So out of the 12 teams that made the tournament last year (NE, NYJ, BAL, PIT, IND, KC, PHI, CHI, GB, ATL, NO, SEA) only 3 get to go back.
Taking this one step further, the NFC has had a pattern over the past 6 years of 1,3,3,1,3,3 teams making a return visit. So I'm giving the NFC one team to go back, and two to the AFC. Take a moment and pick your 3, then keep reading and see if you guess right.
Trends: New England has won this division 7 out of 9 tries
Only one team has ever earned a wildcard from this division: the Jets (4 times)
What they mean: They mean that a math man that sees that much consistency from the Patriots predicts it to continue. It also means that I will not predict a Miami or Buffalo wildcard berth.
Division Winner: New England
Trends: SUPER LOSER CURSE! (More Below)
MADDEN CURSE - Cleveland's Peyton Hillis (more below)
Only twice has the division champ defended his title; both times it was Pittsburgh
What they mean: The third trend leads me away from predicting Baltimore wins the division.
The Super Loser Curse is an alleged trend that the loser of the Super Bowl fails to make the playoffs the next season, usually from injury to the starting QB. However, since these two traits don't always happen (F--- U Peyton!), I dug deeper.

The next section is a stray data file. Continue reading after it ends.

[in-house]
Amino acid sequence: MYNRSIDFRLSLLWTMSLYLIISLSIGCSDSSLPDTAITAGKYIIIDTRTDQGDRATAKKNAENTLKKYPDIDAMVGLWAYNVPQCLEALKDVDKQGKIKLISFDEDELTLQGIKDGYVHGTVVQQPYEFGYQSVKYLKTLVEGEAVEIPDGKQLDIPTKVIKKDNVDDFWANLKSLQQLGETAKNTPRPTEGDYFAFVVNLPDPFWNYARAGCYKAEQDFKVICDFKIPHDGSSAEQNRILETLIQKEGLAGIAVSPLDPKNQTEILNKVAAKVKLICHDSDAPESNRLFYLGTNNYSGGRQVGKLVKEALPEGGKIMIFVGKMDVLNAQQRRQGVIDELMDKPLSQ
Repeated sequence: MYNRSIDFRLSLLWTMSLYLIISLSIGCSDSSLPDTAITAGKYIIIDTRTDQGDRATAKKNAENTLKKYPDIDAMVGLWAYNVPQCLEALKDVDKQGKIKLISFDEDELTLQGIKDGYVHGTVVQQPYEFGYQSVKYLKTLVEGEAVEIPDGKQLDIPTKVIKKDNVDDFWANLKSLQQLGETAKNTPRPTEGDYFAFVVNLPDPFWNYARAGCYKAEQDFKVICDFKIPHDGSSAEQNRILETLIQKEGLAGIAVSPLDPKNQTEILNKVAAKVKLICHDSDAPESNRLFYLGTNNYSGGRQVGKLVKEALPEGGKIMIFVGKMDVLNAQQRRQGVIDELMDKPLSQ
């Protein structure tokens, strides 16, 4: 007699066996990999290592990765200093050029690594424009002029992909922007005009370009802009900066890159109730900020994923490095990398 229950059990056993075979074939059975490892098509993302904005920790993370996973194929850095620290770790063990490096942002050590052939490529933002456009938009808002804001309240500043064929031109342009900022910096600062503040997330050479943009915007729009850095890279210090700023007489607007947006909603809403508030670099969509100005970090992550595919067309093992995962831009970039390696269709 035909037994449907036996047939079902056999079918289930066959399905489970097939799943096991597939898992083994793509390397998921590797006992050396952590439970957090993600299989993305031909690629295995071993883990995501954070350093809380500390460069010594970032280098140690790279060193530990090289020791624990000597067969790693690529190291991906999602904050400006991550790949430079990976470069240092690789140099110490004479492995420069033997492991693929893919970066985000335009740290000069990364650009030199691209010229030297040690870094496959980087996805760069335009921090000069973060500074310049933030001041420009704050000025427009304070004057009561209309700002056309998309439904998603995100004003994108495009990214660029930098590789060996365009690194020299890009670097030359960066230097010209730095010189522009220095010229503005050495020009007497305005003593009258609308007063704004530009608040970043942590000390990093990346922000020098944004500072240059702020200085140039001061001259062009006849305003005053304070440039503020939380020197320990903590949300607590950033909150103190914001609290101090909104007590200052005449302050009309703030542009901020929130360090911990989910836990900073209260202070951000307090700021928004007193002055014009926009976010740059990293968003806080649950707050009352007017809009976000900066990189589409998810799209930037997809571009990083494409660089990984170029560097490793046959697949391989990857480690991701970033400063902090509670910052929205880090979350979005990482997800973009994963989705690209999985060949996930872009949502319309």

The REAL curse is that the Super Loser has lost anywhere from 4-7 more games the next season (exception: Arizona, playing with Kurt Warner in the NFC
Wuss West). This is how Indy survived the curse; they went from 14-2 to 10-6. Pittsburgh was 12-4 last year, so their best hope is 8-8. I don't have to tell Texans fans that 8-8 won't earn the playoffs.
So, who's left? The Cleveland Browns. BUT WAIT! What about the Madden Curse? Well, yes, Peyton Hillis is screwed. Not that I wish for this to happen, but I can damn near guarantee he gets injured. It has always happened. Even in good years like Ray Lewis and Larry Fitzgerald (missed the Pro Bowl due to injury; got lucky as far as the curse is concerned), some level of injury occurs.